Among the oppressive laws, or usages, which the Senate, after the expulsion of the Kings, had permitted to continue, those which were most complained of by the People, were those by which those Citizens who could not pay their debts with the interest (which at Rome was enormous) at the appointed time, became slaves to their Creditors, and were delivered over to them bound with cords: hence the word Nexi,4 by which that kind of Slaves were denominated. The cruelties exercised by Creditors on those unfortunate Men, whom the private calamities caused by the frequent wars in which Rome was engaged, rendered very numerous, at last roused the body of the People: they abandoned both the City, and their inhuman fellow-citizens, and retreated to the other side of the River Anio.
But this second Revolution, like the former, only procured the advancement of particular persons. A new office was created, called the Tribuneship. Those whom the People had placed at their head when they left the City, were raised to it. Their duty, it was agreed, was for the future to protect the Citizens; and they were invested with a certain number of prerogatives for that purpose. This Institution, it must however be confessed, would have, in the issue, proved very beneficial to the People, at least for a long course of time, if certain precautions had been taken with respect to it, which would have much lessened the future personal importance of the new Tribunes (a) : but these precautions the latter did not think proper to suggest; and in regard to those abuses themselves which had at first given rise to the complaints of the People, no farther mention was made of them (a) .
As the Senate and Patricians, in the early ages of the Commonwealth, kept closely united together, the Tribunes, for all their personal privileges, were not able, however, during the first times after their creation, to gain an admittance either to the Consulship, or into the Senate, and thereby to separate their condition any farther from that of the People. This situation of their’s, in which it was to be wished they might always have been kept, produced at first excellent effects, and caused their conduct to answer in a great measure the expectations of the People. The Tribunes complained loudly of the exorbitancy of the powers possessed by the Senate and Consuls; and here we must observe, that the power exercised by these latter over the lives of the Citizens, had never been yet subjected (which will probably surprise the Reader), to any known laws, though sixty years had already elapsed since the expulsion of the Kings. The Tribunes therefore insisted, that laws should be made in that respect, which the Consuls should thenceforwards be bound to follow; and that they should no longer be left, in the exercise of their power over the lives of the Citizens, to their own caprice and wantonness (b) .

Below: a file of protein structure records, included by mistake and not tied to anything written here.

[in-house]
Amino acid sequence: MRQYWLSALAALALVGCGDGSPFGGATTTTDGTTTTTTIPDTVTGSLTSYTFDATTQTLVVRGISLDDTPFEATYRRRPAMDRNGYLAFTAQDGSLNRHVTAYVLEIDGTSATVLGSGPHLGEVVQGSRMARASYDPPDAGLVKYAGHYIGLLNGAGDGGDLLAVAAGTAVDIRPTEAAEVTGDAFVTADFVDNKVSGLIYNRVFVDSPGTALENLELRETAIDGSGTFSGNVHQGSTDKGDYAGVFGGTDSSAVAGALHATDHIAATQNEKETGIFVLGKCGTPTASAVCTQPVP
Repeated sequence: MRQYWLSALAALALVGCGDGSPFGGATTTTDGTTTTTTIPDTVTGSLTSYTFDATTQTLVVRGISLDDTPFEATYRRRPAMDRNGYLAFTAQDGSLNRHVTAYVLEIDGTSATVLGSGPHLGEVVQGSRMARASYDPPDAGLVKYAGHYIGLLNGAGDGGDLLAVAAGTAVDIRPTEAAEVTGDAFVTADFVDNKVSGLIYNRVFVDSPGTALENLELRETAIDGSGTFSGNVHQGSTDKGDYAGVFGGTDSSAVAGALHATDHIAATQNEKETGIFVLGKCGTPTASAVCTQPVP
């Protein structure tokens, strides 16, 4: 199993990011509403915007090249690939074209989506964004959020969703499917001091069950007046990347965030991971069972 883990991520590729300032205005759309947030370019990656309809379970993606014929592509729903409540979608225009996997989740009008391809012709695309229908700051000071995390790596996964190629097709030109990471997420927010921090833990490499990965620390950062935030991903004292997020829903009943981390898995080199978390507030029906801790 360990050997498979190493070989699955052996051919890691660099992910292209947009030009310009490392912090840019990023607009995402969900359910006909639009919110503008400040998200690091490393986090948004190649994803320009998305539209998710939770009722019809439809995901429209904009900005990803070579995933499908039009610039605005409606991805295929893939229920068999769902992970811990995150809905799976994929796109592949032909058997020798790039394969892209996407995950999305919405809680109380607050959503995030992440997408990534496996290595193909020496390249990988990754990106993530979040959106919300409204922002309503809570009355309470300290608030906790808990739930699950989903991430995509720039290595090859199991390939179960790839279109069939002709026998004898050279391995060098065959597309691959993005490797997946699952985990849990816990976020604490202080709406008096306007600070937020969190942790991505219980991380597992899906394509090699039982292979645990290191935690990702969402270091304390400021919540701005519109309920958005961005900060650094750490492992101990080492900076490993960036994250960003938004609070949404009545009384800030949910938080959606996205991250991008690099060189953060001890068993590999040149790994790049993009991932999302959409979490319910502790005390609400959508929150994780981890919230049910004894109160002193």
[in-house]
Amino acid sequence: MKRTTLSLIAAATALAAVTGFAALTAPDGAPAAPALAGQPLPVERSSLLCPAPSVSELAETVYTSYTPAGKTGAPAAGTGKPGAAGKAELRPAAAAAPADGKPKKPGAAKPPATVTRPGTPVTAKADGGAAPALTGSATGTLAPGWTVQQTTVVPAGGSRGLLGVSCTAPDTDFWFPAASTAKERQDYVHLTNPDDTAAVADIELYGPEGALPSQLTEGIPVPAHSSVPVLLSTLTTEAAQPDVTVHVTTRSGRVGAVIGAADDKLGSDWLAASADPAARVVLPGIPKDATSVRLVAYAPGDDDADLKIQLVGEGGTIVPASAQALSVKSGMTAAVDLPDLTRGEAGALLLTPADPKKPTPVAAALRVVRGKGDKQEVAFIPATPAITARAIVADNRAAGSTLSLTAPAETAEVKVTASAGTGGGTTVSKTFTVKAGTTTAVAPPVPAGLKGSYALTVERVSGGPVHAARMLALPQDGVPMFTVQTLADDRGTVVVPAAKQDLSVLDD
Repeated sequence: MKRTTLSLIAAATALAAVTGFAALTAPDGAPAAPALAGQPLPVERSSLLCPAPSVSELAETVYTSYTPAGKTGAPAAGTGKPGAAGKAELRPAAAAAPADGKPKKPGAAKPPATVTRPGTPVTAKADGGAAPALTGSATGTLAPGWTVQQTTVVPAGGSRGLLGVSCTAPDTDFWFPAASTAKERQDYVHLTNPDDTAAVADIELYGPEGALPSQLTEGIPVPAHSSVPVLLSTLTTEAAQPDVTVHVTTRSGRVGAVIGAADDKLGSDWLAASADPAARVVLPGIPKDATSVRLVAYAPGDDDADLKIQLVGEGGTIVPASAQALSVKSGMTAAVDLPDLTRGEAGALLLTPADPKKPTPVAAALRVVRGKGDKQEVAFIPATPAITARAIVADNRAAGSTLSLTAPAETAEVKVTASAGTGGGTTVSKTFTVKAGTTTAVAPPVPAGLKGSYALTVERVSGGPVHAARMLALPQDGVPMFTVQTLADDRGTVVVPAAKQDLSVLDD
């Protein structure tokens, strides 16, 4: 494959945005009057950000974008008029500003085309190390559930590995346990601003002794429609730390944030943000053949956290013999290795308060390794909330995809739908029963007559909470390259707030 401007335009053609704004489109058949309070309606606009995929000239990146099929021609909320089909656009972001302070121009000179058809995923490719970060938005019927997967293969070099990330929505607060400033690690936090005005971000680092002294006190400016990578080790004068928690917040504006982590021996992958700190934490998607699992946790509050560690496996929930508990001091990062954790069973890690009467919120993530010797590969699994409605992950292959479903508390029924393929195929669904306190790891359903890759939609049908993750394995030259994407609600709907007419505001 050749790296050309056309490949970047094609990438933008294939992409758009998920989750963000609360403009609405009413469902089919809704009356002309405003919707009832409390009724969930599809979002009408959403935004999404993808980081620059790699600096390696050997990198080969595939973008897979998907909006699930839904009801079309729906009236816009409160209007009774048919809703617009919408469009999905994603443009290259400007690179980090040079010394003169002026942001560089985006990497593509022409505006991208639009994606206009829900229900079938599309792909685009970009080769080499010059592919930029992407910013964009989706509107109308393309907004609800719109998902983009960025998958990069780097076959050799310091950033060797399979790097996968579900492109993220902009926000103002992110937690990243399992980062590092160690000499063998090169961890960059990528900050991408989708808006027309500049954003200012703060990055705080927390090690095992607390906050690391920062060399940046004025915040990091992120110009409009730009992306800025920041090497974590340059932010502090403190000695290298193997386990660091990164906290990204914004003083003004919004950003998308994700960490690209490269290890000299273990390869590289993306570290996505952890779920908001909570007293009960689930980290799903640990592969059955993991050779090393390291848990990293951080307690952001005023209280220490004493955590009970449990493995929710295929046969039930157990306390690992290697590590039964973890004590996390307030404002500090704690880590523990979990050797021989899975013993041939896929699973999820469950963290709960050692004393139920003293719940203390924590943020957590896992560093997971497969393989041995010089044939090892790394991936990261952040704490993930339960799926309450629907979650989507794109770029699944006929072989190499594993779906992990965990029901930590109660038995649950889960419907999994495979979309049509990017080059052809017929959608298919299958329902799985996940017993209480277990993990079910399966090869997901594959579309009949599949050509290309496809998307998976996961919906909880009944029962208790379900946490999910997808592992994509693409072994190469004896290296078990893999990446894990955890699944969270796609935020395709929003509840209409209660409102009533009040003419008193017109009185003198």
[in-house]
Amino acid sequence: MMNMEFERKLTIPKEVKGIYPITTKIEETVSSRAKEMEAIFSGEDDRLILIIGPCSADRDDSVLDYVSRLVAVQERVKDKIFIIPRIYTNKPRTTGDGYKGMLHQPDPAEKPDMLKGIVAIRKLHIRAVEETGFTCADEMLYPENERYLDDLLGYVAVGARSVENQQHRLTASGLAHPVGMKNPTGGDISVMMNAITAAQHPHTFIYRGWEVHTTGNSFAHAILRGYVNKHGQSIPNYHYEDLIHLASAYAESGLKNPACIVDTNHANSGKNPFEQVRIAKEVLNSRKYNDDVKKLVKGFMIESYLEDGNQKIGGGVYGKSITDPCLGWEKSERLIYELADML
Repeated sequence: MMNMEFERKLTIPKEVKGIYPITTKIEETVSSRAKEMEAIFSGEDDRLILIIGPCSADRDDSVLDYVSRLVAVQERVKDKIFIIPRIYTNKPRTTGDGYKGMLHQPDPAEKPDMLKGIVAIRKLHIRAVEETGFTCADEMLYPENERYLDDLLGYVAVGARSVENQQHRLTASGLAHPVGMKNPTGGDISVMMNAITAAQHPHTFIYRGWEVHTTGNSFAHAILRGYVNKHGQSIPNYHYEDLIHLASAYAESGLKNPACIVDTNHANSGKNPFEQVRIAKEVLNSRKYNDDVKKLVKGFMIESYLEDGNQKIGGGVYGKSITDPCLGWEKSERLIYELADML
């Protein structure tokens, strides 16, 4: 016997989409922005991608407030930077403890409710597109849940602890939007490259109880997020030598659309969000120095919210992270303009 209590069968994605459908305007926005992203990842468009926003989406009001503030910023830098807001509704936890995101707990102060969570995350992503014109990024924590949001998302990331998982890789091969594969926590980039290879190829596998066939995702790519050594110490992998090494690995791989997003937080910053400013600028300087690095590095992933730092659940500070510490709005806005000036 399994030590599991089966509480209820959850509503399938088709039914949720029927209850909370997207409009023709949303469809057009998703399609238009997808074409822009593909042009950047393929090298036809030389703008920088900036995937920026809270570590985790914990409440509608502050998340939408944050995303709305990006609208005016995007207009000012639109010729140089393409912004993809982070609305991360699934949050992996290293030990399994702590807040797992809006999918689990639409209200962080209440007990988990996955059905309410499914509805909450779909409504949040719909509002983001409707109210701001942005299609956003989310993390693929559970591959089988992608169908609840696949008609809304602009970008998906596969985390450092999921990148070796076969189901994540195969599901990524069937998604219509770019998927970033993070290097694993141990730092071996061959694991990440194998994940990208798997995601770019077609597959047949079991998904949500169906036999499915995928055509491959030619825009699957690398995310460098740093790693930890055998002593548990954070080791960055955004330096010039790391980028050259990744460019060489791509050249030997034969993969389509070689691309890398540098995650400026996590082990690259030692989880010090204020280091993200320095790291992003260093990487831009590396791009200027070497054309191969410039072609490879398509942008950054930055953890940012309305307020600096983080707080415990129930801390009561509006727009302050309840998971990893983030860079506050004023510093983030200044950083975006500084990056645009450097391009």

Equitable as these demands were, the Senate and Patricians opposed them with great warmth, and either by naming Dictators, or calling in the assistance of the Priests, or other means, they defeated for nine years together, all the endeavours of the Tribunes. However, as the latter were at that time in earnest, the Senate was at length obliged to comply; and the Lex Terentilla was passed, by which it was enacted that a general Code of Laws should be made.5
These beginnings seemed to promise great success to the cause of the People. But, unfortunately for them, the Senate found means to have it agreed, that the office of Tribune should be set aside during the whole time that the Code should be framing. They moreover obtained, that the ten Men, called Decemvirs, to whom the charge of composing this Code was to be given, should be taken from the body of the Patricians.6 The same causes, therefore, produced again the same effects; and the power of the Senate and Consul was left in the new Code, or laws of the Twelve Tables, as undefined as before. As to the laws above mentioned, concerning debtors, which never had ceased to be bitterly complained of by the People, and in regard to which some satisfaction ought in com-mon justice, to have been given them, they were confirmed, and a new terror added to them from the manner in which they were worded.